Wiebe's patient approach paying off big this season

text size
Increase Text Size
Decrease Text Size
Chris Condon/PGA TOUR
Mark Wiebe won twice on the PGA TOUR but is playing perhaps the best golf of his career on the Champions Tour.
June 29, 2011
Vartan Kupelian, PGATOUR.COM Correspondent

Golf is a game of limitations. It's not always how good the good shots turn out, it's how manageable the poor shots become.

COLUMN-Kupelian-183x90.jpg

Mark Wiebe knows what he can and cannot do on a golf course. In his approach to the game, patience is a virtue and mental errors are like those poor shots you don't get away with.

Wiebe is playing some of his best golf these days on the Champions Tour. In his last two starts, he has won the Greater Hickory Classic at Rock Barn in a playoff and tied for third last week at Dick's Sporting Goods Open. He let the title slip away at Dick's, where rookie John Huston capitalized when Wiebe made some uncharacteristic mistakes.

Wiebe, 53, joined the PGA TOUR in 1983 and won twice. The Rock Barn title was his third on the Champions Tour since 2007 when he won the SAS Championship 10 days after celebrating his 50th birthday. He won for the second time in his 12th start, at Cap Cana, in 2008.

It took him three years to win again at Rock Barn but Wiebe's best tip in golf was to learn patience so the gap between victories was something he could deal with.

What irritated Wiebe about the finish at Dick's was the timing. Just when he thought his game was where he wanted it, it wasn't.

"I kind of thought of it more as I'm back on my game a little bit," Wiebe said. "Patience is a great deal in golf, although we hate hearing it, but I was very patient. Like I said, you just have to take what it gives you - the golf course that day, that particular day, and it didn't give me birdies.

"I just went into a little bit of a funk. I hadn't made a bogey all week and I don't think I made one at Rock Barn."

Then, out of nowhere, he made three straight bogeys and it cost him the chance at a second straight Champions Tour victory.

Looking back, Wiebe figures the victory at Rock Barn took a toll.

"I don't know, I never really got to rest and unwind from Rock Barn and I think I was kind of spent," he said. "I haven't made many mental errors with my game. Since I don't hit it as far as these guys, I have to really play flawless golf. I was doing a good job of it, really limiting the mental errors and I made three (bogeys) in a row where they were mental errors. That's usually when I'm tired, tired of thinking 172 yards into the wind left-to-right, air's heavy, and so on."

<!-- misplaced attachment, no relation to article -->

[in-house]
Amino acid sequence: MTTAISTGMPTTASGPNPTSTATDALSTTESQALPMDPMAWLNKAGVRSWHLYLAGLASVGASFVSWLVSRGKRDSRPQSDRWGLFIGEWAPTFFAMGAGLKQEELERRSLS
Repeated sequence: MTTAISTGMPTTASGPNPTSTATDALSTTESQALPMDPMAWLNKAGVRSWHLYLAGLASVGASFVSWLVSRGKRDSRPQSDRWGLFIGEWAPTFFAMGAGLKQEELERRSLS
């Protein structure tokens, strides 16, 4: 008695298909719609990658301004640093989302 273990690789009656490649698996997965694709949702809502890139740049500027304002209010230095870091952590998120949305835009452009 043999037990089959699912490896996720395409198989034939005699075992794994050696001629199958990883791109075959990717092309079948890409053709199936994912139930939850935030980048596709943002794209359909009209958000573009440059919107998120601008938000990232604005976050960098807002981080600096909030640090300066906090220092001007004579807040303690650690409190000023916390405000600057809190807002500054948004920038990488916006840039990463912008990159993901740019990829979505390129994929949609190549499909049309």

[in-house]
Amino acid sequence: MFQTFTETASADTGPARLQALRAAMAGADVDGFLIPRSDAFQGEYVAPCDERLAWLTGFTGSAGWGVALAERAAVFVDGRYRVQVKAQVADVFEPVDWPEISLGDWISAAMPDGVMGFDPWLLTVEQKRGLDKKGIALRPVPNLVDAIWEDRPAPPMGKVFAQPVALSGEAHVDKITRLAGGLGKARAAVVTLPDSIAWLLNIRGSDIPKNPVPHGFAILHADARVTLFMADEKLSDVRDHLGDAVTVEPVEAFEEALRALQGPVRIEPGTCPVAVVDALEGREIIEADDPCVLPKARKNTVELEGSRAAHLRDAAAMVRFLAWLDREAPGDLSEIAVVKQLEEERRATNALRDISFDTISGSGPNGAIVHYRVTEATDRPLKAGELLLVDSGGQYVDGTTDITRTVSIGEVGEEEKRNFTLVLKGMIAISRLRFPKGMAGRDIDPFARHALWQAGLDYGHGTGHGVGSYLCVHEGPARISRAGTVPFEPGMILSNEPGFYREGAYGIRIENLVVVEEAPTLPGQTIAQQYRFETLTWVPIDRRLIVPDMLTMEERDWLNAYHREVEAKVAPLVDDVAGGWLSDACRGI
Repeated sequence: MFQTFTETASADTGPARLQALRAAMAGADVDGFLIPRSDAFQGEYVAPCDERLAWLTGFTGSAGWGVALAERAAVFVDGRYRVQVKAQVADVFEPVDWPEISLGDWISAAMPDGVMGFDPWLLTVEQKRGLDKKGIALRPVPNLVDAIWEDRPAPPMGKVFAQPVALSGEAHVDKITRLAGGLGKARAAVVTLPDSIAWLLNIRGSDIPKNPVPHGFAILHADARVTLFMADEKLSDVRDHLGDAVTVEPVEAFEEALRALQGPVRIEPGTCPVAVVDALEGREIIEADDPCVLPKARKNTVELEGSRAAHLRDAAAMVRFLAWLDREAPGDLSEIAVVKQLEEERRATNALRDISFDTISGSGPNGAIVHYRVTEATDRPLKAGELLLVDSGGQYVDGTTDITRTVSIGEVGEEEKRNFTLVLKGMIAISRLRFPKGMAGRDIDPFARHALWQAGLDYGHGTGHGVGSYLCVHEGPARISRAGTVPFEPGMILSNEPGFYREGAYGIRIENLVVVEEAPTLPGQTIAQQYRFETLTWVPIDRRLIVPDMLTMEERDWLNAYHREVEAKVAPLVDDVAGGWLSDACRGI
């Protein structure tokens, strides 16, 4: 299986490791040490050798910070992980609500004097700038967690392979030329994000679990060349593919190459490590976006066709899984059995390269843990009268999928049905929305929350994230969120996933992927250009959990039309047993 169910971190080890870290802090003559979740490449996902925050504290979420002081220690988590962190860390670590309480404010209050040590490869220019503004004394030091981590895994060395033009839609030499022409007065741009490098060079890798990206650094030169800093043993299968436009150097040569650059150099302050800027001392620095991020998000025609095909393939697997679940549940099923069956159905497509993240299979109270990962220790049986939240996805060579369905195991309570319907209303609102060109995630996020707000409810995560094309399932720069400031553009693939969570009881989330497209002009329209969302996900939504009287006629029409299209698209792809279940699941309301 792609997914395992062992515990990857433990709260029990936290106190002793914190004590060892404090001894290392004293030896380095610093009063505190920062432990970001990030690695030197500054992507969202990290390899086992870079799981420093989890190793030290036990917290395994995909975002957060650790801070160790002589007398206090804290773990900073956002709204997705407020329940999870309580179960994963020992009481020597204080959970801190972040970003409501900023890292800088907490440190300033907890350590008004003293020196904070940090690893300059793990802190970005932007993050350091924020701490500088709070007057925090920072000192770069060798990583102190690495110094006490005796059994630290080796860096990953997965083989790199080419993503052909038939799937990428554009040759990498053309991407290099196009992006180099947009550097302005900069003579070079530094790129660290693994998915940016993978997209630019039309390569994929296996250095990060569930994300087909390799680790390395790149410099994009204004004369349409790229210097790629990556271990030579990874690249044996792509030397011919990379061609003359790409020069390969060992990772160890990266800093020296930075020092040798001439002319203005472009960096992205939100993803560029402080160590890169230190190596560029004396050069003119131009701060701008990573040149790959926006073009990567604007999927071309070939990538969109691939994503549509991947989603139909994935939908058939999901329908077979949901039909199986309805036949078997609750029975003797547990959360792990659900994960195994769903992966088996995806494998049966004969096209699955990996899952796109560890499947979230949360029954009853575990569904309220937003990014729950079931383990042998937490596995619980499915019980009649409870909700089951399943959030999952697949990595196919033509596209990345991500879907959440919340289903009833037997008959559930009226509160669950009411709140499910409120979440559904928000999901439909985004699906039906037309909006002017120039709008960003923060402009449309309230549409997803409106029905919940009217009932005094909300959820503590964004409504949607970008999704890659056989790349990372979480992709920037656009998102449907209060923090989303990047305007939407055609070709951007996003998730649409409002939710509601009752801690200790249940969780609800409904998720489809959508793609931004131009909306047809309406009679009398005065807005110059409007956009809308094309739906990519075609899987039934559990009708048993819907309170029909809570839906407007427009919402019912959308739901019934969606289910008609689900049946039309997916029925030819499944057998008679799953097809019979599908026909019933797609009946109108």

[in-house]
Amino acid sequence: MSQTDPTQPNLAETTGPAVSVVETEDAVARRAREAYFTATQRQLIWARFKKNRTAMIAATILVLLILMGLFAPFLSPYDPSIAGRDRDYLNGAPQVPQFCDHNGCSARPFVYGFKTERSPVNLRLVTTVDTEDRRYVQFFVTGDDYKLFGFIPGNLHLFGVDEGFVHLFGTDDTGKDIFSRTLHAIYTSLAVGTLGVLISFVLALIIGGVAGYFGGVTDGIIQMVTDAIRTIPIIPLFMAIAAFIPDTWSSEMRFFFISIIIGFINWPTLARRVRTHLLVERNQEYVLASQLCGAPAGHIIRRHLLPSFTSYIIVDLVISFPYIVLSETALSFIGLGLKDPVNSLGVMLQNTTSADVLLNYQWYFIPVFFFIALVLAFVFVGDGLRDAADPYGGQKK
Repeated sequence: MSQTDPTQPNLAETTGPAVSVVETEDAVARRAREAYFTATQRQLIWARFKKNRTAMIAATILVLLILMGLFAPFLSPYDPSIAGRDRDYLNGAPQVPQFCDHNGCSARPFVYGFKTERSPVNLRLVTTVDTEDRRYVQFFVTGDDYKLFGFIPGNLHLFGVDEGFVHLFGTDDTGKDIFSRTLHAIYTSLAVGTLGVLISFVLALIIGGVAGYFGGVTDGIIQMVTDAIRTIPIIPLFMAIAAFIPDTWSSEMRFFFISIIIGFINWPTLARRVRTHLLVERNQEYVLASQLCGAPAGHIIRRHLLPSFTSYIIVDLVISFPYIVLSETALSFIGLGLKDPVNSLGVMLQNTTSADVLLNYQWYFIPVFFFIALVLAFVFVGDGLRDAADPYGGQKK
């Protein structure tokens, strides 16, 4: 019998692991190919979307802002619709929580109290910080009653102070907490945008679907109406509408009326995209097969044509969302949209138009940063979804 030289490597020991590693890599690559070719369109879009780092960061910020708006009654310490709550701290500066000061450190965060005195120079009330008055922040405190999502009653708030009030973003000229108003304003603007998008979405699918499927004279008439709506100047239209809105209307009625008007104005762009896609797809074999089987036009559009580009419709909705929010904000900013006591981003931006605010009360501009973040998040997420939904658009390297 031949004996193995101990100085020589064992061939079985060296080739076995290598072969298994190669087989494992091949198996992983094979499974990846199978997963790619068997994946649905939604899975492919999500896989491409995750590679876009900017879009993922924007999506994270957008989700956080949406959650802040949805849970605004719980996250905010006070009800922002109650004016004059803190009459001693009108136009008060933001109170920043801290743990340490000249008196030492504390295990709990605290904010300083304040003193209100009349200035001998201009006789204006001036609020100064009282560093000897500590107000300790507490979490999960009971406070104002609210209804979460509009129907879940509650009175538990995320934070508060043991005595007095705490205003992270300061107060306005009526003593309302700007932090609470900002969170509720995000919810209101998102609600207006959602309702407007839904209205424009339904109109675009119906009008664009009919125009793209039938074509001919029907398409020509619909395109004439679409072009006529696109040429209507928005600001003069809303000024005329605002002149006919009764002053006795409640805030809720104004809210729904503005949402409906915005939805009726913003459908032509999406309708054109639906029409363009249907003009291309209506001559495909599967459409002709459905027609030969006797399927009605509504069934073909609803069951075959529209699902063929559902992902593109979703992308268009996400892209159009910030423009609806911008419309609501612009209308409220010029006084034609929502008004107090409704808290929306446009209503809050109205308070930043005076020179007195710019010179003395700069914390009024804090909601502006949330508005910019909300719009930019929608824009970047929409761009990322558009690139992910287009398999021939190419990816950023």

There will be no weariness for Wiebe this week at the Montreal Championship. He couldn't wait to get from Dick's to the Province of Quebec and the time he will spend this week with his son, Gunner.

For Mark Wiebe, par 5s are a strategic challenge. He doesn't reach many and deciding how to play the long par 5s, and then to execute the game plan, is always a key factor. Not so for Gunner.

"I'll hear it from my son because he hits the ball long and he has par 5s for dinner," Wiebe said. "He's always on me to swing harder off the tee so I maybe have a shot to get home, and if I don't, I can lay up."

Power Rankings
Mark Wiebe is third in this week's list for Montreal. Schwab Cup points leader Tom Lehman owns the top spot. Rankings

At En-Joie, Wiebe played the par 5s 1-over in Sunday's final round and certainly that's not what he had in mind, not with his short game and putting skills.

Regardless of the feedback he's likely to get from Gunner, 22, who just graduated from the University of San Diego, Wiebe couldn't wait for the reunion.

"It's going to be awesome," Mark said. "I'm totally stoked and excited to just spend some time with Gunner and talk golf."

Gunner has turned professional after a stellar amateur career. He was named the 2010 Amateur Star of the Year by the San Diego Hall of Champions and also the 2010 Colorado Golf Association Player of the Year. Gunner played in his first PGA TOUR event at the 2010 Farmers Insurance Open at Torrey Pines, winning the only amateur spot by beating his coach at San Diego, Tim Mickelson, in a playoff.

"He's got everything in front of him," Mark Wiebe said. "He bombs it."

Spoken like a very proud Papa.

Champions Tour Insider

The $1.8 million USD Montreal Championship is presented by Desjardins at Club de Golf Fontainebleau in Blainville, Quebec. The winner's check is worth $270,000 and 270 Charles Schwab Cup points will go to the winner.

Canadians Rod Spittle, Jim Rutledge, Yvan Beauchemin and Daniel Talbot are in the field.

spittlemug.jpg

Spittle, a two-time Canadian Amateur Champion (1977, 1978) is enjoying a solid first full season on the Champions Tour. Spittle won the AT&T Championship in San Antonio last October and has already posted three top-10s this year, including a T2 at the Allianz Championship and a T3 at The Principal Charity Classic.

Rutledge Monday-qualified for the Dick's Sporting Goods Open last week and finished T10, which would have earned him a berth in the Montreal Championship, but he had already been awarded a sponsor exemption into the event.

Champions Tour Insider Vartan Kupelian is a freelance contributor for PGATOUR.COM. His views do not necessarily represent the views of the PGA TOUR.

Print This Story